The total stock of money is the sum of money plus money substitutes. The total stock of money and the total demand for money determine the purchasing power of money or the array of prices. In the last few years, the total stock of money has been increasing significantly, but the total demand for money has also been increasing. The result has been a modest, but significant increase in prices.
The monetary aggregates computed by the government are M1, M2, M2 – small time deposits, MZM, and M3 (discontinued). M1 is too narrow, excluding deposits that banks redeemable on demand at par. M2 is too broad, including small time deposits, which banks do not redeem on demand at par. MZM is too broad, including money market funds. M3 is much too broad, including large and small time deposits.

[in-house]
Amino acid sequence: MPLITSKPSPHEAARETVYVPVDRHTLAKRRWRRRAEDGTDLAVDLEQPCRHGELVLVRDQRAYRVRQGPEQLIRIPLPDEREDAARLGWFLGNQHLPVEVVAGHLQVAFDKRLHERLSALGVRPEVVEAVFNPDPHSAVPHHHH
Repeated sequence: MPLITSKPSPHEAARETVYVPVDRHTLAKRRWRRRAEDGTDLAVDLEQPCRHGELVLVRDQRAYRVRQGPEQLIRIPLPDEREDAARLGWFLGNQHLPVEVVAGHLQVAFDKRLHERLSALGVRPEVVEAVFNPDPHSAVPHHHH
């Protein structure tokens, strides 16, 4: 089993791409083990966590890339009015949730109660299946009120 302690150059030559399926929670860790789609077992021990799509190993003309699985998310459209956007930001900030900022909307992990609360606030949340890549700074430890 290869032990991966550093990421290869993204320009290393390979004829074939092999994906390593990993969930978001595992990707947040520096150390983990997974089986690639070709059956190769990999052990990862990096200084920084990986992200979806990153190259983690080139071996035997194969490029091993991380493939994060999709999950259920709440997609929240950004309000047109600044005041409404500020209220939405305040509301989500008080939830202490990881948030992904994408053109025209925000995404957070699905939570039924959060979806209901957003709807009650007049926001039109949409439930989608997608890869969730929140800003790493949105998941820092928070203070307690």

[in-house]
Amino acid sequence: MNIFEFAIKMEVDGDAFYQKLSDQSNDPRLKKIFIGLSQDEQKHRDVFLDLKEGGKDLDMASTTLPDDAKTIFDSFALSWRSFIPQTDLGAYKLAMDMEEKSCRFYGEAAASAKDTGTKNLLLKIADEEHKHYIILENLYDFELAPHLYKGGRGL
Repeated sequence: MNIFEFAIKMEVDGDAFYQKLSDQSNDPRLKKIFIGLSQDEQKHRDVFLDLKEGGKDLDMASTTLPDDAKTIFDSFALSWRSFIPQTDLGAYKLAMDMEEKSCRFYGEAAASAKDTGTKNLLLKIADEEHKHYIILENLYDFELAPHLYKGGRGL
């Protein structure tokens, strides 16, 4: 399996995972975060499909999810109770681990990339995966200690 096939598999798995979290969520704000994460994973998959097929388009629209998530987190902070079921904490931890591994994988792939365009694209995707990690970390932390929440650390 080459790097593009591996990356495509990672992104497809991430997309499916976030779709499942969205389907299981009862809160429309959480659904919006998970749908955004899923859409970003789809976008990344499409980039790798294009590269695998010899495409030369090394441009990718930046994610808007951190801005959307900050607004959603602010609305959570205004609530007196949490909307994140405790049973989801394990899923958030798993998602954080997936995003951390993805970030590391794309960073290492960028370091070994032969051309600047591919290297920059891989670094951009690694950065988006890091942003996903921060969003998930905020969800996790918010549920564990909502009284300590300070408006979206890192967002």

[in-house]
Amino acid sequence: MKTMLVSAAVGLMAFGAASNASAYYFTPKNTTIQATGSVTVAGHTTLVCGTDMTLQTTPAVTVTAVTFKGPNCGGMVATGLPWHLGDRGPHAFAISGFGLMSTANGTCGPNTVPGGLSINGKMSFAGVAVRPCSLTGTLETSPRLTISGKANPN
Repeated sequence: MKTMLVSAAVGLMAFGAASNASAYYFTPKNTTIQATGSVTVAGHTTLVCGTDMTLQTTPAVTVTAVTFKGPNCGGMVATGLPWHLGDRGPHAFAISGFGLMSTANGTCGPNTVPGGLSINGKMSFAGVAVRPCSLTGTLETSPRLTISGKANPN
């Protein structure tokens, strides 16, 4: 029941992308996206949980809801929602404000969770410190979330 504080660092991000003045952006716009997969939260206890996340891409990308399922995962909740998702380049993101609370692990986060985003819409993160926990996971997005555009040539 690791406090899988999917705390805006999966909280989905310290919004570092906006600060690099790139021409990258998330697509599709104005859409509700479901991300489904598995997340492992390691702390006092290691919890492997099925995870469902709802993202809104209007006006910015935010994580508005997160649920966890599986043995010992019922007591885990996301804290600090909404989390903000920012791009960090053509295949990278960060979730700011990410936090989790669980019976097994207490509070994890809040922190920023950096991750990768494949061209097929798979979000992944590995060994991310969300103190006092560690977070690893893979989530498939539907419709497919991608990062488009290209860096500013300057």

In the current reflation engineered by the Fed, credit expansion has been going into stocks and real estate instead of large time deposits at banks.
From 1/1/2010 to 9/1/2013:
M2-STD has increased 29 percent from $7,275.5 billion to $10,215.2 billion.
M2 has increased 28 percent from $8,432,8 billion to $10,770.4 billion.
M3 has increased around 1 percent from roughly $15,000 billion to $15,200 billion.